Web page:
Asia’s Top Ministers Finish 2002 Summits

Closing high-level talks where terrorism was a key focus, Prime Minister Hun Sen announced late Tuesday that next year’s Asean Summit would be held in an unlikely place: Bali, Indonesia, where terrorist bombings killed nearly 200 people less than three weeks ago.

Hun Sen, acting as chair of this year’s summit, closed a three-day series of meetings between the leaders of 14 Asian countries by assuring reporters that “what happened [in Bali] will not repeat.”

Indonesia, next on an alphabetical rotation of Asean chairs, will be in charge of next year’s summits.

During this year’s summit, top leaders discussed terrorism, regional security, economic cooperation and tourism, and signed a landmark agreement on the conduct of countries in the South China Sea.

In a flurry of last-minute press conferences, several Asean leaders joined Hun Sen in addressing specific regional issues.

Philippine President Gloria Macapagal Arroyo praised the formulation of a non-conflict policy in the South China Sea, one of the heftiest agreements to come out of this week. Arroyo said the South China Sea Agreement between Asean and China had turned the region’s most volatile flash point into a new avenue for prosperity.

“This document should give our people peace of mind,” said Arroyo, adding that the agreement on conduct in the South China Sea would allow signatories to switch their focus from defense policies to social and economic development.

China, Taiwan and Asean members Malaysia, Brunei, the Philippines and Vietnam all lay claim to the Spratly Islands, which are believed to sit on rich oil and gas deposits.

Japan signed a declaration with Asean on Tuesday that pledged closer economic cooperation.

Prime Minister Junichiro Ko­izumi said in a news conference Tuesday the agreement would “accelerate” economic development between the countries. He also said that Japan and Asean would collaborate on a series of cultural, political and other exchanges in 2003.

Koizumi also assured reporters that Japan remained committed to the normalization of relations between North Korea and South Korea, as well as Japan.

“We expressed appreciation for Prime Minister Koizumi’s recent success in helping to foster the historic Pyongyang [North Korea] Declaration, and encouraged further dialogue between Japan and the Democratic People’s Republic of Korea,” Hun Sen said.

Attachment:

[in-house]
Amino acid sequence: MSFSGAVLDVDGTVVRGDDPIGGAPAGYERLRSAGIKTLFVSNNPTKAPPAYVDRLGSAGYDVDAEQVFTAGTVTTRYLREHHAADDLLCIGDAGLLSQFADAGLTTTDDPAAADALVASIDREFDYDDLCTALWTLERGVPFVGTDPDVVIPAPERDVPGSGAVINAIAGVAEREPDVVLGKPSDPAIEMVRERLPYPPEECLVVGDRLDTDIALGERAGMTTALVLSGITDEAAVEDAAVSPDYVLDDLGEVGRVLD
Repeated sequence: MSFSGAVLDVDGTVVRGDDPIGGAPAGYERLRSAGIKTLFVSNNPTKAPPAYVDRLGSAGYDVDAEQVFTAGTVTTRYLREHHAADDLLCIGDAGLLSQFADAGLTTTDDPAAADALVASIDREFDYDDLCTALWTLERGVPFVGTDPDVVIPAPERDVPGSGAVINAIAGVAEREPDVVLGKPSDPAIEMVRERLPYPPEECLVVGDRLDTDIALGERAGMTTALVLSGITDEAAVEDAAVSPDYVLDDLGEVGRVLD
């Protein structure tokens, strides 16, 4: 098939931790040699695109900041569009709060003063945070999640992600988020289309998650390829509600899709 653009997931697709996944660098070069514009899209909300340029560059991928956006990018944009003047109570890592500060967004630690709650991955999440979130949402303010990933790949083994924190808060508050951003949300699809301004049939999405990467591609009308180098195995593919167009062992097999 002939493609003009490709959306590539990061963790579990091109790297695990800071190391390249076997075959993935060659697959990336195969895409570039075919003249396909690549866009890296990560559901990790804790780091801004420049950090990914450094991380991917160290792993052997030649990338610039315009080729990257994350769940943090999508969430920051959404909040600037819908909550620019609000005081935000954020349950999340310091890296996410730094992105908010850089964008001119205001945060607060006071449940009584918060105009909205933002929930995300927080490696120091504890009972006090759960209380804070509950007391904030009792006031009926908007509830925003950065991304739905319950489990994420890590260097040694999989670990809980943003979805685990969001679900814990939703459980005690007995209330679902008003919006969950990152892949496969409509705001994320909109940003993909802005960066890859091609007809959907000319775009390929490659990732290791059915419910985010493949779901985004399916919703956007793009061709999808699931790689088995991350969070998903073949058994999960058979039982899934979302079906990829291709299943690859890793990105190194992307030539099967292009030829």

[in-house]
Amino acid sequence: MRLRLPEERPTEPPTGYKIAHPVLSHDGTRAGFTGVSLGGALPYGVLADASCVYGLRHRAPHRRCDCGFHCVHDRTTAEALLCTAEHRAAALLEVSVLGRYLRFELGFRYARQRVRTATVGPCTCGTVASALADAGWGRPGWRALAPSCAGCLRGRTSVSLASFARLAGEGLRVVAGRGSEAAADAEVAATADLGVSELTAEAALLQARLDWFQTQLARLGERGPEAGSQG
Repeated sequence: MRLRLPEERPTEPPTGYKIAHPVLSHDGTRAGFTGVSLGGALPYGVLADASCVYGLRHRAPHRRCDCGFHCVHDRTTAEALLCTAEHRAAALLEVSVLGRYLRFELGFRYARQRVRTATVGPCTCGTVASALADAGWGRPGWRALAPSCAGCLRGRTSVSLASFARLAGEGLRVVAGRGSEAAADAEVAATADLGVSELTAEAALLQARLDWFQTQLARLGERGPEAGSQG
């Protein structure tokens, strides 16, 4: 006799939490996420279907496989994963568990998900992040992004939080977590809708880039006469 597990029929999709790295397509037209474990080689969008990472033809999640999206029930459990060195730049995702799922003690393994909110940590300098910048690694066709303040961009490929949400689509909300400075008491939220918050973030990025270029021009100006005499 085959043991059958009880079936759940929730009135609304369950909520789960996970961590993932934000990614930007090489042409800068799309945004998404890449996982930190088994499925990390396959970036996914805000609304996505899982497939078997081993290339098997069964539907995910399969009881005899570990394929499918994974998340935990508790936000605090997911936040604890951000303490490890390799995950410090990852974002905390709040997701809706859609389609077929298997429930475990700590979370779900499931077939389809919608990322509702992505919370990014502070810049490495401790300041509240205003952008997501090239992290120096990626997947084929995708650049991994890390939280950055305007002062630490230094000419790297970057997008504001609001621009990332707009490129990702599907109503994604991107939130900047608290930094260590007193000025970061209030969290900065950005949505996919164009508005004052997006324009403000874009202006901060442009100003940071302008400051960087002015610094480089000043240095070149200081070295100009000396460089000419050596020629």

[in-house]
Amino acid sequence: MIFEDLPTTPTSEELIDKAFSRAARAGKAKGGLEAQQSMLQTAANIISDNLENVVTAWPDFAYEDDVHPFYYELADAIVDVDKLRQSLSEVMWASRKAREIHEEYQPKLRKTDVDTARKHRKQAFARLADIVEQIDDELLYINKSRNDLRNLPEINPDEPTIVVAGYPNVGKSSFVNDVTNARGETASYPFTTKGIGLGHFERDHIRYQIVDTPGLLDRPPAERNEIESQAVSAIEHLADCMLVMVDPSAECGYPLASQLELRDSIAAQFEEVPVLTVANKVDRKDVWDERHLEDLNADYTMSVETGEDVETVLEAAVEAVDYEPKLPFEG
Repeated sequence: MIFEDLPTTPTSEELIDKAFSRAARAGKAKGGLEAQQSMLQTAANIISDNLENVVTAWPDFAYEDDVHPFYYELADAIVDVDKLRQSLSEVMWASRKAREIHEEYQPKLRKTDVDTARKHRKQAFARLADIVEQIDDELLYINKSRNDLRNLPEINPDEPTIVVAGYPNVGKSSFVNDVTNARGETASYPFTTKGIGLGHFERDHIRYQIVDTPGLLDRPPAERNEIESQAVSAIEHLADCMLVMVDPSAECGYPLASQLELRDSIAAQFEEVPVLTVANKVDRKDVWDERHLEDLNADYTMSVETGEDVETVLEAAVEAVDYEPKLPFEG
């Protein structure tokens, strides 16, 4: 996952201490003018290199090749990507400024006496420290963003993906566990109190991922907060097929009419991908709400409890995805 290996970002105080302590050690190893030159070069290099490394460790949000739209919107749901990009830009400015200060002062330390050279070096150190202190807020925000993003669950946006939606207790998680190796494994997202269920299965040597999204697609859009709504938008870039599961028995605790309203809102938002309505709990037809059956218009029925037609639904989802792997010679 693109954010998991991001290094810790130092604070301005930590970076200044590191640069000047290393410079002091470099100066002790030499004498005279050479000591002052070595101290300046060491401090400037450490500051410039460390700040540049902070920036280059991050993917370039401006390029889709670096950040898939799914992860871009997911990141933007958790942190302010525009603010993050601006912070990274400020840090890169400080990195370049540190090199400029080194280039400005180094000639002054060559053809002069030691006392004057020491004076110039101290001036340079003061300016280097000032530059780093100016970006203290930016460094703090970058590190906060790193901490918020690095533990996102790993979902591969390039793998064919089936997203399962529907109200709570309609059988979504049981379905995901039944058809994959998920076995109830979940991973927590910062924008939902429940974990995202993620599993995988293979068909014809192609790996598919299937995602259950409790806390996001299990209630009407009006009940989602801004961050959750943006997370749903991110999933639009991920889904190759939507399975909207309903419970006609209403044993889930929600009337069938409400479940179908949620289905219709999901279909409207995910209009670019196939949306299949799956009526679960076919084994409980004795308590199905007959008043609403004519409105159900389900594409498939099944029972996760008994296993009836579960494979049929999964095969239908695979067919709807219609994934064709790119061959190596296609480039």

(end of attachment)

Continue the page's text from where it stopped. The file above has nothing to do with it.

Pyongyang’s recent revelation that it was proceeding with its nuclear program has occupied a key position in the two-day 8th Asean Summit meeting’s with China, Japan, South Korea and India.

“Asean and the Republic of Korea reiterated their concerns about the nuclear weapons program of [North Korea],” Hun Sen said.

Aside from talks of the North, South Korea’s Prime Minister Kim Suk Soo also assured Asean of his country’s full support in the region’s anti-terrorism efforts and agreed to work toward greater economic ties between the two parties with the ultimate goal of an East Asia Free Trade Area, Hun Sen said.

South Korea has contributed to the development of Asean through trade and the development of human resources, as well as through tourism and contributions of informational technology and health care, Hun Sen said.

Malaysian Prime Minister Mahathir Mohamad said separately on Tuesday that the China-Asean agreements will not be totally beneficial for the Asean countries.

“China, as you all know, is capable of producing a lot of very high quality goods at a very low price that could compete with those of Southeast Asia, and because of this in our discussions it was accepted that we may have exclusivity in order to take care of those sensitive products which might suffer from China’s introduction to the Asean markets,” he said during a news conference on Tuesday, adding that China might push out some of the Asean goods.

He echoed criticisms of warnings by Australia and other Western countries that the region is unsafe.

“As far as the travel warning, I think Australia is as unsafe as the Asean countries,” he said. “In fact at the moment, Australia is particularly unsafe for Muslims because they are likely to have their houses raided.”

Also, he said the Asean countries have agreed to share information. “Terrorists do not recognize borders—they can be in one country or another country, they can be like a tourist or a businessman. We should provide the necessary information to the other country.”

Mahathir rejected an earlier report that India and Asean were forming a free-trade area. Indian External Minister Jashwant Sinha had said earlier that India would study the possibility of forming a free-trade area with Asean countries that could be up and running in 10 years.

When asked if India’s possible plan to start a free-trade area would be formed to offset China’s influence, Mahathir said, “We are not thinking of counterbalancing China or anything like that. We think we can co-exist with China and even benefit with China—of course we have to take the losses together with the gains.”

He did express mixed feelings over the South China Sea decision, saying “the words used [in the proposal] may appear to be slightly more loose than the original proposal, but this is an agreement that is very assuring for all the countries—it will help us manage the situation in the South China Sea without too much unilateral action on the part of any other country concerned.”

The final event of this week’s summits was an address to Asean members by South African President Thabo Mbeki, who is the chairman newly formed African Union.

Mbeki espoused the benefits of solidarity, while congratulating Asean on its efforts to establish peace in the region.

(Reporting by Rick Sine, Kevin Doyle and David Kihara)

 

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